3 Ways Humor Can Make You a Better Leader

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Michael Scott, the king of funny bosses on The Office, once said, “Would I rather be feared or loved? Easy. Both. I want people to be afraid of how much they love me.” It’s just one of his many famous quotes, but we all know deep down inside how different the workplace can be when we have leaders we can laugh with and not worry about being serious around them all of the time.

“I want work to be enjoyable,” states Reshma Gopaldas, vice president of video for SHE Media and host of the Son of a Binge podcast. “We spend the most time at our jobs, so the teams we put together, and how we get along, is an important part of your skill set.”

“The best aspect of management that I have learned is connecting with people,” she adds. “And one thing that brings people together is humor.”

Here are a few ways humor and levity can help you become a better leader overall.

1Build Trust

Leaders can build camaraderie with their teams by using humor, as it often helps level out existing tensions and allows managers to provide a bit of emotion without compromising the more serious values and goals of their business. 

Gopaldas personally learned how humor can help educate and deliver information that, without it, might be difficult to digest. “All the women in my family, myself included, have had breast cancer — and laughing about it has saved us,” she tells CircleAround. “They may not be the best jokes, but they are the breast way to make it through challenging times.”

Humor allows Gopaldas to feel open and honest with her teams without getting too personal or too demanding. It’s helped define a pleasant balance and build trust within the workplace overall.

2Drive Performance

Levity in the workplace can also help employees feel more relaxed, which ultimately helps boost productivity.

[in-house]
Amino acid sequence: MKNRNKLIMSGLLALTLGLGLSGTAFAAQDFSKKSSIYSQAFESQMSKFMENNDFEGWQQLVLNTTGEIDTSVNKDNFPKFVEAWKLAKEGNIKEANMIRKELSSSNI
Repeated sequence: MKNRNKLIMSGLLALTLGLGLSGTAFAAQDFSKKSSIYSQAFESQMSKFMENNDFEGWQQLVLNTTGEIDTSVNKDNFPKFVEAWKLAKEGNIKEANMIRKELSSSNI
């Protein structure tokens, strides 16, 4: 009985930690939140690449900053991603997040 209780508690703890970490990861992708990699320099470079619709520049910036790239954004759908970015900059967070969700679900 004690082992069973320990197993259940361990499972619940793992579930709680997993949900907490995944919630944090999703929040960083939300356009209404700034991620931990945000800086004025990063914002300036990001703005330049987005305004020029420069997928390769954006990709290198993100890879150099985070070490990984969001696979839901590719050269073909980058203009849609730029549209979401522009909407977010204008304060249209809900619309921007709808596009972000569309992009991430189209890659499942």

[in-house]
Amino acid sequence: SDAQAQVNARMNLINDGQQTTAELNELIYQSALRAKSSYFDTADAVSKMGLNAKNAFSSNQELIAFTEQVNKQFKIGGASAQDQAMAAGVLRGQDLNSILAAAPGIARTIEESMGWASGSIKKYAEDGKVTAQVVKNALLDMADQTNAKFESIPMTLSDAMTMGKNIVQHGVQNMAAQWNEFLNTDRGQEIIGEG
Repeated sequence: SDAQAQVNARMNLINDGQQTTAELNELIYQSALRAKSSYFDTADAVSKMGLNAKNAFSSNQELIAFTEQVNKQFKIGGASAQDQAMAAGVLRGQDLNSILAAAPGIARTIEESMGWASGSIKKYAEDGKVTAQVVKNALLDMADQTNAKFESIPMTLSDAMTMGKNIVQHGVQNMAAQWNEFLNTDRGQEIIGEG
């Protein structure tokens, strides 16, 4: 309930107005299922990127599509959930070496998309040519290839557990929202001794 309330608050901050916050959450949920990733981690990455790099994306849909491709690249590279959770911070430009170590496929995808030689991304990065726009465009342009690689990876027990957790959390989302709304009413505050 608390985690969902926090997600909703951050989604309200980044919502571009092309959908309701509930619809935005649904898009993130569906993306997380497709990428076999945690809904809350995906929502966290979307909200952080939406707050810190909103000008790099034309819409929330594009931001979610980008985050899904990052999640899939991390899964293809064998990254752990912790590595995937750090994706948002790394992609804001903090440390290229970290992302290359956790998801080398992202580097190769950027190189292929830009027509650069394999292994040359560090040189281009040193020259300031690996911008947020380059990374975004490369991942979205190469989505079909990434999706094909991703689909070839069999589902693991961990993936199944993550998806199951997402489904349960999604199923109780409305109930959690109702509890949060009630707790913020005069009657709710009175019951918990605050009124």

In an interview for CNBC, Sophie Scott, director of the Institute of Cognitive Neuroscience at University College London, explains how laughter “helps to reduce the level of adrenaline and cortisol in the body, which are known as the anxiety and stress hormones. … You get an increased uptake of endorphins when you’ve been laughing, and those are the body’s natural painkillers.”

Teams that integrate more humor into their everyday workflow form close connections as well. “When people are happy, they produce better work,” Gopaldas tells CircleAround. “It’s simple and something we as a world do not focus on enough.”

3Open Up Creative Possibilities

Naomi Bagdonas, lecturer at the Stanford Graduate School of Business and the co-author of Humor, Seriously, has spent much of her career studying how humor can impact the workplace and leadership within it. She considers humor to be a “secret weapon” in both business and personal settings, and now helps train others to engage with it in more creative ways.

Through research she and her partners have conducted, she found that management-level employees with a sense of humor may potentially be seen as 27% more motivating and admired by their teams. Conversely, their employees are likely to be 15% more engaged, and may be twice as likely to solve challenges with more creativity than they would be without having a solid foundation injected with a few laughs every now and then.

The Bottom Line

Leadership can and should be fun, and adding humor to your professional toolkit can work wonders in the workplace. Understanding how humor can impact the work you do, and the teams you work with, will ultimately make you a stronger manager and allow your teams to gain trust in you, be more productive, and feel better at work overall.

Tags: humor, Tips from Women Executives, Women in Business

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Written By

Katka Lapelosová

Katka is a writer from New York City, currently living in Belgrade, Serbia. See Full Bio

CircleAround will make financial distributions to benefit current Girl Scouts: the next generation of trailblazers who will CircleAround after us. So CircleAround for inspiration, and CircleAround the leaders of tomorrow. CircleAround is owned by One GS Media, a subsidiary of Girl Scouts of the USA.

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